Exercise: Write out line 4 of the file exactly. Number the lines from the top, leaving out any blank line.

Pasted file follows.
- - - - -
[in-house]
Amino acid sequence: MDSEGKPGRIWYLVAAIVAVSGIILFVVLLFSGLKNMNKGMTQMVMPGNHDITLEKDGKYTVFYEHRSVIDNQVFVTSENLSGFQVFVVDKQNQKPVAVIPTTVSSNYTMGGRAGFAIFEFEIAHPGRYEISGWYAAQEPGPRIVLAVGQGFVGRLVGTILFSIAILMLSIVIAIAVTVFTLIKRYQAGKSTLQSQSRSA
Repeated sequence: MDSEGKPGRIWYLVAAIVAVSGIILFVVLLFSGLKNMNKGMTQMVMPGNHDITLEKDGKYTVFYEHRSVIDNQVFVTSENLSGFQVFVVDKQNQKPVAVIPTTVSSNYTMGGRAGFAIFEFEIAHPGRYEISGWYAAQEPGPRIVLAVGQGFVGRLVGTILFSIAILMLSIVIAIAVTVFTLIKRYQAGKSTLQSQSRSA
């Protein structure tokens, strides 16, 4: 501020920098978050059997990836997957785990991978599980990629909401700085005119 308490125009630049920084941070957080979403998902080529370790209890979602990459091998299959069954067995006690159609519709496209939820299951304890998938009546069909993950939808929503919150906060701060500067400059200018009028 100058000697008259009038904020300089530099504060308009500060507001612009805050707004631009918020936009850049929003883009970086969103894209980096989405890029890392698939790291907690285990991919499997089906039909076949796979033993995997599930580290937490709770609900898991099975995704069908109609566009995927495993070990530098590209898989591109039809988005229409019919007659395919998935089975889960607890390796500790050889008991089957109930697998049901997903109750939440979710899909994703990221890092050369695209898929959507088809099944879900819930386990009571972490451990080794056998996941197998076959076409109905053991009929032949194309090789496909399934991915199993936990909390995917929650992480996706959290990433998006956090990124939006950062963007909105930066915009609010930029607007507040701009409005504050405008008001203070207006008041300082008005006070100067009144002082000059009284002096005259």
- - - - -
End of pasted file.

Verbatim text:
């Protein structure tokens, strides 16, 4: 501020920098978050059997990836997957785990991978599980990629909401700085005119 308490125009630049920084941070957080979403998902080529370790209890979602990459091998299959069954067995006690159609519709496209939820299951304890998938009546069909993950939808929503919150906060701060500067400059200018009028 100058000697008259009038904020300089530099504060308009500060507001612009805050707004631009918020936009850049929003883009970086969103894209980096989405890029890392698939790291907690285990991919499997089906039909076949796979033993995997599930580290937490709770609900898991099975995704069908109609566009995927495993070990530098590209898989591109039809988005229409019919007659395919998935089975889960607890390796500790050889008991089957109930697998049901997903109750939440979710899909994703990221890092050369695209898929959507088809099944879900819930386990009571972490451990080794056998996941197998076959076409109905053991009929032949194309090789496909399934991915199993936990909390995917929650992480996706959290990433998006956090990124939006950062963007909105930066915009609010930029607007507040701009409005504050405008008001203070207006008041300082008005006070100067009144002082000059009284002096005259």